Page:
or in the ~/.ssh/config file:

Host somehost.example.org
	HostKeyAlgorithms +ssh-dss

Depending on the server configuration, it's possible for other connection parameters to fail to negotiate. You might find the Ciphers and/or MACs configuration options useful for enabling these. It's also possible to query which algorithms ssh supports:

ssh -Q cipher       # List supported ciphers
ssh -Q mac          # List supported MACs
ssh -Q key          # List supported public key types
ssh -Q kex          # List supported key exchange algorithms

Finally, it's also possible to query the configuration that ssh is actually using when attempting to connect to a specific host, by using the -G option:

ssh -G user@somehost.example.com

which will list all the configuration options, including the chosen values for the CiphersMACsHostKeyAlgorithms and KexAlgorithms parameters.

 

ssh –vv Servername ciphers listed
ssh –Q kex
ssh -Q cipher
ssh -Q cipher-auth
ssh -Q mac
ssh -Q kex
ssh -Q key
nmap --script ssh2-enum-algos -sV -p <port> <host>
 
 
Ciphers aes128-ctr,aes192-ctr,aes256-ctr
KexAlgorithms ecdh-sha2-nistp256,ecdh-sha2-nistp384,ecdh-sha2-nistp521,diffie-hellman-group14-sha1,diffie-hellman-group-exchange-sha256
MACs hmac-sha2-256,hmac-sha2-512


https://github.com/jtesta/ssh-audit/

https://nfsec.pl/


 
5 (2)
Article Rating (2 Votes)
Rate this article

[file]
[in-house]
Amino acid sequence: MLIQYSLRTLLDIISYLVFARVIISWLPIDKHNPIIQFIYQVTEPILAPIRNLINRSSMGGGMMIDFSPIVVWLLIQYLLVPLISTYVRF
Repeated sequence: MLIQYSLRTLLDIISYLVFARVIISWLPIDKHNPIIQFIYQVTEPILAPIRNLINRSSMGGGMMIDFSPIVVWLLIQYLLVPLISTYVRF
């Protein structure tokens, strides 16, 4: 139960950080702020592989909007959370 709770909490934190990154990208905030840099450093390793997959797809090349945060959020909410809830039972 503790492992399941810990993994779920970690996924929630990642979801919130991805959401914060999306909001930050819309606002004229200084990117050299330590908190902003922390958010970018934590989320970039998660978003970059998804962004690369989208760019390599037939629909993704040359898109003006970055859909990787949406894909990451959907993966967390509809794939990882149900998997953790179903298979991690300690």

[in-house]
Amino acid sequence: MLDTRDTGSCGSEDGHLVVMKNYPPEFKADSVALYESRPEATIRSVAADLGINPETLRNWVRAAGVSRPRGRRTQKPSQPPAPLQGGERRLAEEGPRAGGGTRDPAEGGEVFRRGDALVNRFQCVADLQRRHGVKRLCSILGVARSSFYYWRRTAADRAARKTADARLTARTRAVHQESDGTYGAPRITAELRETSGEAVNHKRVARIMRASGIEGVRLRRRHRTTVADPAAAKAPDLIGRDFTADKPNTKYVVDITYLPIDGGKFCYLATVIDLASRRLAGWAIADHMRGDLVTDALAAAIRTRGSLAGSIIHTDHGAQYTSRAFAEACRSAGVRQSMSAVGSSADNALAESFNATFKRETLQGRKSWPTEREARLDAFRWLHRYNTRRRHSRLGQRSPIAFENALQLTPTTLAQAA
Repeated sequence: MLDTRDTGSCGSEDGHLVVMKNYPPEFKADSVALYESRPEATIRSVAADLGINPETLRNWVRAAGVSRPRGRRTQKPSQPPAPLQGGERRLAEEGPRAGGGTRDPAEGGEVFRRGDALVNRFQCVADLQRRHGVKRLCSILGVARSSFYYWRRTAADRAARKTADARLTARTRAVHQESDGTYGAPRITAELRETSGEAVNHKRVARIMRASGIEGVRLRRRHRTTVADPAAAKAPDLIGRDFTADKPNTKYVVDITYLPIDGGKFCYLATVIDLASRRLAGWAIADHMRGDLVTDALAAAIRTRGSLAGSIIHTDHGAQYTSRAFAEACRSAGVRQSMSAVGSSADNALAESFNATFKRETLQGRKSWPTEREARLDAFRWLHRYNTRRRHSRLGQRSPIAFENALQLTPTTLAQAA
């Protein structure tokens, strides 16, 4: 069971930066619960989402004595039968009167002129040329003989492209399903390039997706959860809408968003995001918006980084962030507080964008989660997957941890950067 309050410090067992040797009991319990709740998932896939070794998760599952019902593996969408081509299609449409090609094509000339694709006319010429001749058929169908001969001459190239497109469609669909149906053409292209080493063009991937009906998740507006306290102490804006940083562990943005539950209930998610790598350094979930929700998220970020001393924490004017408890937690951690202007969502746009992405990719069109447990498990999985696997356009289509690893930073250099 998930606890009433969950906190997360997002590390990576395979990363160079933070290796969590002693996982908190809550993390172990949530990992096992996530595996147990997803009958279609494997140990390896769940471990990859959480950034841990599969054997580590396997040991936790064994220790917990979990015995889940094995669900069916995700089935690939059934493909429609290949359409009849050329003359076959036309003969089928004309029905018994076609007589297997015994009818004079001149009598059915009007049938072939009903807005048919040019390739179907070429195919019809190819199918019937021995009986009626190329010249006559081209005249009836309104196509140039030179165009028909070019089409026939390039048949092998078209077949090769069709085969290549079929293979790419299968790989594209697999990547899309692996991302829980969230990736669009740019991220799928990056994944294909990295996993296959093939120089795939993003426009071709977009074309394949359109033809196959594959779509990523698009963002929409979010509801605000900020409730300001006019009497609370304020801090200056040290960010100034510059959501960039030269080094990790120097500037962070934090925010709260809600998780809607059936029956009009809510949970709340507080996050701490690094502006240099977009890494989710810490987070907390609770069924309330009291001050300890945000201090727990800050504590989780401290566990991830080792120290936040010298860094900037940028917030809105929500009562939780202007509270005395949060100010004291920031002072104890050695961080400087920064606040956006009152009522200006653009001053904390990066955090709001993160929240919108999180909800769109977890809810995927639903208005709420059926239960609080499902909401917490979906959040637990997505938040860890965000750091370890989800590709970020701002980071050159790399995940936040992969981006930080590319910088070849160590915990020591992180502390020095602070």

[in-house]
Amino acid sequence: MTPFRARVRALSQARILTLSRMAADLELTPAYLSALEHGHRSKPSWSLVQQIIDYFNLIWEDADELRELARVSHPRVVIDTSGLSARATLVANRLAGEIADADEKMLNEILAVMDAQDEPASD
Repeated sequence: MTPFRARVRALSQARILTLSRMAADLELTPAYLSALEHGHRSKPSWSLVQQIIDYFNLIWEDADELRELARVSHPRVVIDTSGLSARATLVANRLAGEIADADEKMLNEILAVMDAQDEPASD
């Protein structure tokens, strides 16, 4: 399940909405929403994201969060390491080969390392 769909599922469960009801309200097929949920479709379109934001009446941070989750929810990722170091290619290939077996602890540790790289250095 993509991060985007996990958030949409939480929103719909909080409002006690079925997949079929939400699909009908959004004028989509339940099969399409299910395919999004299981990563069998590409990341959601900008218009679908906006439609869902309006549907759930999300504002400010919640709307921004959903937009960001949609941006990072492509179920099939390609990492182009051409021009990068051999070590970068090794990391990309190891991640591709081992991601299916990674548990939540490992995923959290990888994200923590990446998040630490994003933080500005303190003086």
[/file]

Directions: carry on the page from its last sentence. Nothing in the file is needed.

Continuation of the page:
Attachments
There are no attachments for this article.
Comments
There are no comments for this article. Be the first to post a comment.
Full Name
Email Address
Security Code Security Code
Related Articles RSS Feed
Migrating AIX User Environments
Viewed 2036 times since Wed, May 30, 2018
Top 25 Best Linux Performance Monitoring and Debugging Tools
Viewed 6641 times since Sun, Sep 30, 2018
AIX hangs on boot? How to debug boot process on AIX systems
Viewed 9205 times since Thu, Feb 21, 2019
Migrate a Linux System from Red Hat Enterprise to CentOS
Viewed 10073 times since Fri, May 15, 2020
AIX↑ AIX www links
Viewed 3542 times since Sat, Apr 20, 2019
How to stop and disable auditd on RHEL 7
Viewed 38795 times since Tue, Aug 6, 2019
Expand or grow a file system on a Linux VMWare VM without downtime
Viewed 11395 times since Fri, Jul 27, 2018
RHEL7: Create and configure LUKS-encrypted partitions and logical volumes to prompt for password and mount a decrypted file system at boot.
Viewed 11109 times since Mon, Aug 6, 2018
Practical Guide to AIX - network
Viewed 17317 times since Thu, Sep 20, 2018
Mirroring the rootvg Volume Group for AIX
Viewed 3722 times since Mon, May 21, 2018